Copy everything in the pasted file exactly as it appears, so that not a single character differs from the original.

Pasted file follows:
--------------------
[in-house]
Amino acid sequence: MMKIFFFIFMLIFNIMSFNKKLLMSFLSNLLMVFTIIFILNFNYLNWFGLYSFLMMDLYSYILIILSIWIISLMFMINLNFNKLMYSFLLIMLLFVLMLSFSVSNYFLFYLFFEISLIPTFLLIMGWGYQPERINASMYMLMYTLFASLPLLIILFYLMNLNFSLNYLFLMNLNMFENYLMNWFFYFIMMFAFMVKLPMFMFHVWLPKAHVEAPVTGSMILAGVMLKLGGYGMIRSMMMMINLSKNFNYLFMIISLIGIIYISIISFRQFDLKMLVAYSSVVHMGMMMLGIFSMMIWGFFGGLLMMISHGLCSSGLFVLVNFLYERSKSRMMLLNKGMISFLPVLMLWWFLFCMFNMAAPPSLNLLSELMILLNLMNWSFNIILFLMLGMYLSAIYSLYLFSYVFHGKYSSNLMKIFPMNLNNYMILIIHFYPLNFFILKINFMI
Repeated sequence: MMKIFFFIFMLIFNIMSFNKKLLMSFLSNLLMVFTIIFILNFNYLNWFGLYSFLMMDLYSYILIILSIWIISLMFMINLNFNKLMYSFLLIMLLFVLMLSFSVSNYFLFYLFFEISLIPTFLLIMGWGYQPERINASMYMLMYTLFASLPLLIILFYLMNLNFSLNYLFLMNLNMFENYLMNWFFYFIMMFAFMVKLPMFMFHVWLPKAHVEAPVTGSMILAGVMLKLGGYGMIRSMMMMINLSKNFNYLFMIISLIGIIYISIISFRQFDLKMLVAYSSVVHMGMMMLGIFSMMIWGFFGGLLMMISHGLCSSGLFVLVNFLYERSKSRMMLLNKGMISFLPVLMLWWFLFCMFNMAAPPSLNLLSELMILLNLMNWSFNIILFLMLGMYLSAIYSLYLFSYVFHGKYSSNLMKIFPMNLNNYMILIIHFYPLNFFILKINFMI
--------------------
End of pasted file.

[in-house]
Amino acid sequence: MMKIFFFIFMLIFNIMSFNKKLLMSFLSNLLMVFTIIFILNFNYLNWFGLYSFLMMDLYSYILIILSIWIISLMFMINLNFNKLMYSFLLIMLLFVLMLSFSVSNYFLFYLFFEISLIPTFLLIMGWGYQPERINASMYMLMYTLFASLPLLIILFYLMNLNFSLNYLFLMNLNMFENYLMNWFFYFIMMFAFMVKLPMFMFHVWLPKAHVEAPVTGSMILAGVMLKLGGYGMIRSMMMMINLSKNFNYLFMIISLIGIIYISIISFRQFDLKMLVAYSSVVHMGMMMLGIFSMMIWGFFGGLLMMISHGLCSSGLFVLVNFLYERSKSRMMLLNKGMISFLPVLMLWWFLFCMFNMAAPPSLNLLSELMILLNLMNWSFNIILFLMLGMYLSAIYSLYLFSYVFHGKYSSNLMKIFPMNLNNYMILIIHFYPLNFFILKINFMI
Repeated sequence: MMKIFFFIFMLIFNIMSFNKKLLMSFLSNLLMVFTIIFILNFNYLNWFGLYSFLMMDLYSYILIILSIWIISLMFMINLNFNKLMYSFLLIMLLFVLMLSFSVSNYFLFYLFFEISLIPTFLLIMGWGYQPERINASMYMLMYTLFASLPLLIILFYLMNLNFSLNYLFLMNLNMFENYLMNWFFYFIMMFAFMVKLPMFMFHVWLPKAHVEAPVTGSMILAGVMLKLGGYGMIRSMMMMINLSKNFNYLFMIISLIGIIYISIISFRQFDLKMLVAYSSVVHMGMMMLGIFSMMIWGFFGGLLMMISHGLCSSGLFVLVNFLYERSKSRMMLLNKGMISFLPVLMLWWFLFCMFNMAAPPSLNLLSELMILLNLMNWSFNIILFLMLGMYLSAIYSLYLFSYVFHGKYSSNLMKIFPMNLNNYMILIIHFYPLNFFILKINFMI